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Hope lies between the pipes

Max Collins/Daily
Senior goalie Bryan Hogan. Buy this photo

Daily Sports Writer
Published October 21, 2009

Marty Turco was all alone.

Ten minutes of overtime had elapsed in the 1998 NCAA Hockey Championship game, and Boston College’s leading scorer, Marty Reasoner, charged toward Turco after evading the Michigan defense. He stared straight at the Wolverines’ senior goalie, who stood calmly between the pipes.

Around him stood a raucous home crowd of Boston College faithful, all standing feverishly at Boston’s legendary Fleet Center in hopes of conquering Michigan – the closest thing college hockey had to a dynasty at the time.

The Wolverines watched breathlessly from the bench as something their head coach, Red Berenson, had told them at the end of regulation reverberated in their heads.

“Don’t worry, we’ve got Turco.”

As Reasoner readied himself for the most important shot of his career, the winningest goalie in NCAA history poked the puck out of Reasoner’s control, halting the threat to the Michigan's second National Championship in three years.

In overtime, Turco watched an Eagle shot soar past him and off the crossbar, and heard another ping loudly off the post. Both were mere inches from deciding the game. But this last save meant something more to a scrappy Michigan team that Berenson knew wasn’t the most talented on the ice that night.

Turco only had to wait eight more minutes for his vindication.

Freshman Josh Langfield curled seamlessly around the net and surprised an unsuspecting Boston College goalie to capture the Wolverines another national championship.

“That was the feeling that year,” Berenson says today. “We’re going to play hard, and we knew Marty was going to hold the fort.”

After his most talented team fell short the year before, Berenson knew how important a goalie like Turco was to the team’s playoff run.

“He took us to four Frozen Fours and he won two of them and he should’ve won the third one,” Berenson said. “I just can’t say enough about the confidence that a good goalie gives everyone else.”

As Turco skated off the Fleet Center ice that night, he took with him one of the most accomplished goaltending résumés in college hockey history.

A benchmark for Michigan goaltending was born. And despite the multitude of capable goalies since Turco, none have matched his playoff savvy.

“We just felt like he was invincible,” Berenson said.

Josh Blackburn, the Wolverines’ goalie from 1998 to 2002, aided in two Frozen Four runs but came home empty-handed on both occasions.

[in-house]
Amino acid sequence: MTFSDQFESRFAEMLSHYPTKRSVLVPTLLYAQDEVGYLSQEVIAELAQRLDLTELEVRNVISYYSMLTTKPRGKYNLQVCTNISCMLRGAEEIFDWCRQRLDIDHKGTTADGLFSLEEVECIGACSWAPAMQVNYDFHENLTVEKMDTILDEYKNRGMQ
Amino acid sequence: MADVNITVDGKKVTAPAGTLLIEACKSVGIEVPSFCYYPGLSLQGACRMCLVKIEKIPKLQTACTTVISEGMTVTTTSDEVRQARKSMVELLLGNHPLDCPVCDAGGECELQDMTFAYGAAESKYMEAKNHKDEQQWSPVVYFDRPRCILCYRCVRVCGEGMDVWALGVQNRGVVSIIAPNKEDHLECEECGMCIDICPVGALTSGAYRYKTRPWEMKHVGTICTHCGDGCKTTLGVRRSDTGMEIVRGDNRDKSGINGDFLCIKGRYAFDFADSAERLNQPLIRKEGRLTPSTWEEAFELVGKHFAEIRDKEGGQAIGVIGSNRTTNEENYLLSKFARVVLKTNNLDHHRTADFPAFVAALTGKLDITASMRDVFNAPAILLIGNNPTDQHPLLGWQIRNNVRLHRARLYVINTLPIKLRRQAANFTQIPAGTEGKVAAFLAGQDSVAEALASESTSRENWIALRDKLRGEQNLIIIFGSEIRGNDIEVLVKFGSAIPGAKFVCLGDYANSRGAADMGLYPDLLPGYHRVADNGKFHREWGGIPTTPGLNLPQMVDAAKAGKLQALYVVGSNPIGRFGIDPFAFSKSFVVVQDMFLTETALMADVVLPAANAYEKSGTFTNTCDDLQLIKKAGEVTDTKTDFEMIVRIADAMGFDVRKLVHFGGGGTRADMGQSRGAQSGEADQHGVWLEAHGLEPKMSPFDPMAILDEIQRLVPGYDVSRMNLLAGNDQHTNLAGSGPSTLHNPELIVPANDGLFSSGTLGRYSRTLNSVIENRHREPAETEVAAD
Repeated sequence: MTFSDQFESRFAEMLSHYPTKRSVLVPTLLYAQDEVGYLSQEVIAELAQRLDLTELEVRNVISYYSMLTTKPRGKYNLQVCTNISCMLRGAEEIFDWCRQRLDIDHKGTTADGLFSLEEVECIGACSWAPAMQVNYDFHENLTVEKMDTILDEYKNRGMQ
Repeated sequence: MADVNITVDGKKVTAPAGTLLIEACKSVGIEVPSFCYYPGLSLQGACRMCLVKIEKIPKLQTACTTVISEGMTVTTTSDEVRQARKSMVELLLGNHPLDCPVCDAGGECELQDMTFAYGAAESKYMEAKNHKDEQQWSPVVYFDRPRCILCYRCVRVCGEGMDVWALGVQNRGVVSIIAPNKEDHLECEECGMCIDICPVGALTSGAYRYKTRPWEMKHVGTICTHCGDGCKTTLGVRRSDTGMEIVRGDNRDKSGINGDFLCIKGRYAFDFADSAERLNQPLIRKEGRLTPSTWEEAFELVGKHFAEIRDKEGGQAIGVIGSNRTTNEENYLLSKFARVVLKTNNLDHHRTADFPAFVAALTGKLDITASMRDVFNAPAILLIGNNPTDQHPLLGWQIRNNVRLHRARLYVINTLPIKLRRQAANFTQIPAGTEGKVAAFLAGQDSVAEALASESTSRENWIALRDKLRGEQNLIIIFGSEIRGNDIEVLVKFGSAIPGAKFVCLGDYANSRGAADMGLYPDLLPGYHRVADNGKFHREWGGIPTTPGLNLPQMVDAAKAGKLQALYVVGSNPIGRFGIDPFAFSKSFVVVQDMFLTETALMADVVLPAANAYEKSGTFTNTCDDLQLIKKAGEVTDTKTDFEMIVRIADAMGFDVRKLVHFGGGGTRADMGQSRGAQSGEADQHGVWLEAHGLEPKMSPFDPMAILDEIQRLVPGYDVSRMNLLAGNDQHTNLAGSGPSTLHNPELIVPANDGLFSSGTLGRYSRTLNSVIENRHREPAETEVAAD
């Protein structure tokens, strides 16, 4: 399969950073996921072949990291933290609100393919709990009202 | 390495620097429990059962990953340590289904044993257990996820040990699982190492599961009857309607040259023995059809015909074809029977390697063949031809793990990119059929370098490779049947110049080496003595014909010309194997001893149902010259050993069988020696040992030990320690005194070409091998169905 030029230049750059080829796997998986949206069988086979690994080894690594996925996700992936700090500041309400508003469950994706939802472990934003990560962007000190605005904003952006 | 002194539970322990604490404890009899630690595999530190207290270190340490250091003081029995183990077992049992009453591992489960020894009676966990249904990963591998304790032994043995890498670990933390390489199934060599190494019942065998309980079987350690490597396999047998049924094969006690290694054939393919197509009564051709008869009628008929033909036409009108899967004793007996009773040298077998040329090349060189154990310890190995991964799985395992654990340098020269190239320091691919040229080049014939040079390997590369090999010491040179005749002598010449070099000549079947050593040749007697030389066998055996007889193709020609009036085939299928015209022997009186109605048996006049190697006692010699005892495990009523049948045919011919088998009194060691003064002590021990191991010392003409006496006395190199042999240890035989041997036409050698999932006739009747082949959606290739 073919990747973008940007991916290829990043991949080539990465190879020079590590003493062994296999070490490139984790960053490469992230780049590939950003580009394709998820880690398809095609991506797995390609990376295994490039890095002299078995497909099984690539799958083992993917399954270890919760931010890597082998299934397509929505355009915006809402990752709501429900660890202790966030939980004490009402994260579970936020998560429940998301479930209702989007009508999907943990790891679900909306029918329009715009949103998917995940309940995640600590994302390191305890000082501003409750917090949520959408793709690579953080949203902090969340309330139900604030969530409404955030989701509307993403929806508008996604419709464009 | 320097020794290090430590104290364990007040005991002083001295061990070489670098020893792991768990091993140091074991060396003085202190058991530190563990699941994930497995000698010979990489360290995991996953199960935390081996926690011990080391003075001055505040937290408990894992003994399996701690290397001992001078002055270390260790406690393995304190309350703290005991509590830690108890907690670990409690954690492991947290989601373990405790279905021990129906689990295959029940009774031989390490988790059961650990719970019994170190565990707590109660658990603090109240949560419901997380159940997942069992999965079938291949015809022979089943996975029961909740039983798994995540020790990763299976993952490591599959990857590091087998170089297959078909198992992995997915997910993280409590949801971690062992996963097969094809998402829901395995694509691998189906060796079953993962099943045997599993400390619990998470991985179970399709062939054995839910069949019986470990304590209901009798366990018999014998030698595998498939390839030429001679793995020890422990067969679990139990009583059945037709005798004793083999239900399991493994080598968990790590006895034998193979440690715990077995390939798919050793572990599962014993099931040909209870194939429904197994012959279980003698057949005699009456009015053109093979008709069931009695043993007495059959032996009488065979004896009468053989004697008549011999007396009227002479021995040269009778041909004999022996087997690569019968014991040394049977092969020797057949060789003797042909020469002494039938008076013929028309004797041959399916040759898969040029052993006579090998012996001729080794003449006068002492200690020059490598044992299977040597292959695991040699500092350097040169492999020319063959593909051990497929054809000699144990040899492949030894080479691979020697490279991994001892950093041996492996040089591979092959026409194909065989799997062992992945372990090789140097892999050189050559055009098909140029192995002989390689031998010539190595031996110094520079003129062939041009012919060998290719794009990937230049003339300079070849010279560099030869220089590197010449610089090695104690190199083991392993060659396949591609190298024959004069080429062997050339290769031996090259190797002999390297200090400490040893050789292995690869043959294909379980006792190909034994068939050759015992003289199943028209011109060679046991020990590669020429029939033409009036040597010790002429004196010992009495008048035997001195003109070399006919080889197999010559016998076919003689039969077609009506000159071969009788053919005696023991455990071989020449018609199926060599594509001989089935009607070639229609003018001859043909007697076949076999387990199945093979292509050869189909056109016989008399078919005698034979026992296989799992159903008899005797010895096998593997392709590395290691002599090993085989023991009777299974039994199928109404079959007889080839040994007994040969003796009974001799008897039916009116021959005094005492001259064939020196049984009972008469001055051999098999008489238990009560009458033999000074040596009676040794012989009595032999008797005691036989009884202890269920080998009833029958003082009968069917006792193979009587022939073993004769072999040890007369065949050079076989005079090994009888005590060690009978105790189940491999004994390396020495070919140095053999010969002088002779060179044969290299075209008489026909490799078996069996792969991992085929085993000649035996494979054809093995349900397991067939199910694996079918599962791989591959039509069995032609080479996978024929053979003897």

Al Montoya, Michigan most touted goalie recruit since Turco, allowed four straight goals to Colorado College in 2005 and surrendered a 3-0 lead as the team’s national championship hopes slipped away.

After Montoya, the Wolverines were made victims of epic playoff goaltending collapses from Noah Ruden (five goals to North Dakota in 2006) and Billy Sauer (10 goals in two postseason losses).

Eleven years after the 1998 Championship game, Turco’s shadow still looms over the Michigan goalie position. Since then, nearly ever season of excellent goaltending has been tarnished by poor postseason showings between the pipes.

Last year, current Michigan goaltender Bryan Hogan filed onto the ice in Bridgeport, Conn. to take on an overmatched Air Force team. Despite seeing just 13 shots, his lowest total in a Michigan uniform, the junior allowed two goals as Air Force upset the Wolverines, 2-0.

“At any position you’re in, you feel like you’ve let yourself down or your team down when you lose a game like that,” Hogan said.

This year, with new hopes of a national championship, Berenson knows that Hogan will be one of the main pieces if Michigan is destined to break its 11-year title drought.

“Somebody told me a long time ago, when you get to this tournament, the team with the best goalie wins,” Berenson said after the loss to Air Force.

It’s just a question of whether Hogan is ready to be the first Michigan goalie to step out of Turco’s championship shadow.

Competitive fire

At 10 years old, Bryan Hogan was already prepared for the intensity of college hockey.

The only problem was that he was still just a Novi Ice Cat.

Hogan remembers one specific video of his Pee-Wee hockey days that epitomized the Highland Township native’s young tenacity.

“I had gotten scored on … and, I swear to God, I went nuts, I hit the post, I almost hit the referee with my stick,” Hogan said.